In its original incarnation, The New Sins was a pocket-sized book, in English and Spanish, designed to look like one of those Bibles you come across in the drawer of an out-of-the-way motel. In fact, slipping The New Sins — what Byrne calls "a laptop for the soul" — anonymously into hotel rooms is precisely what its author did in the summer of 2001 at the second Valencia Biennale, as one of 150 projects the art fair commissioned on the theme of "the passions."
Of course, there's satire aplenty in Byrne's elucidation of the new sins which, he says, "are usually mistaken for virtues" but which, "upon closer examination, are revealed to be vices. Sins of the most insidious kind, for they pretend to be good for you — nice, sweet and cuddly." Thus, the poster for "Contentment" features a banal but faintly menacing colour photograph of two empty porch chairs outside a clapboard house, accompanied by a text warning that feeling content is "not only an illusion," it's more often the result "of a lack of oxygen to the brain" after one finishes a good meal — "a kind of mental dizziness…a disruption, a false euphoria."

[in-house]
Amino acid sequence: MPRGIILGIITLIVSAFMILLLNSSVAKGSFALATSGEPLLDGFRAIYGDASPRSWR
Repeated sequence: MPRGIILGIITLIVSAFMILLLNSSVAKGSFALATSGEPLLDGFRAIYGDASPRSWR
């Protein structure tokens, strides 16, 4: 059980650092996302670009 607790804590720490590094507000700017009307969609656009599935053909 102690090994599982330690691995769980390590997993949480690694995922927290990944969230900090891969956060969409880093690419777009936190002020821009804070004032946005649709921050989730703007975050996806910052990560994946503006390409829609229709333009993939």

While it would be fair to call Byrne an ironist, it would also be misleading, in that his sense of the ironic is often used to raise serious questions and probe "unresolved issues." As a husband and father of a teenaged daughter, he's someone as much bothered and bewildered by the postmodern universe as he is bemused. "That's a real problem these days, I think," he acknowledged during an interview. "To get beyond the irony and the parody, the smart-ass, quirky kind of communicating and reacting and really get to the point and say what's valuable, what do I mean and what are your values."
"Values," of course, is a loaded word in the contemporary lexicon, especially in the United States and especially among the Christian right who believe Dubya owes his second term in the White House to their beating the bushes on his behalf. As devotees of Byrne know (and The New Sins attests), the man has long had an interest in religion and spirituality. But as the culture wars intensify, he seems content to remain a foxhole atheist. "I'm of the generation or part of a generation that doesn't feel a connection to any religion or, more precisely, any established religion." He understands the temptation of religion, especially now "when people are kind of morally adrift, and they're looking for answers.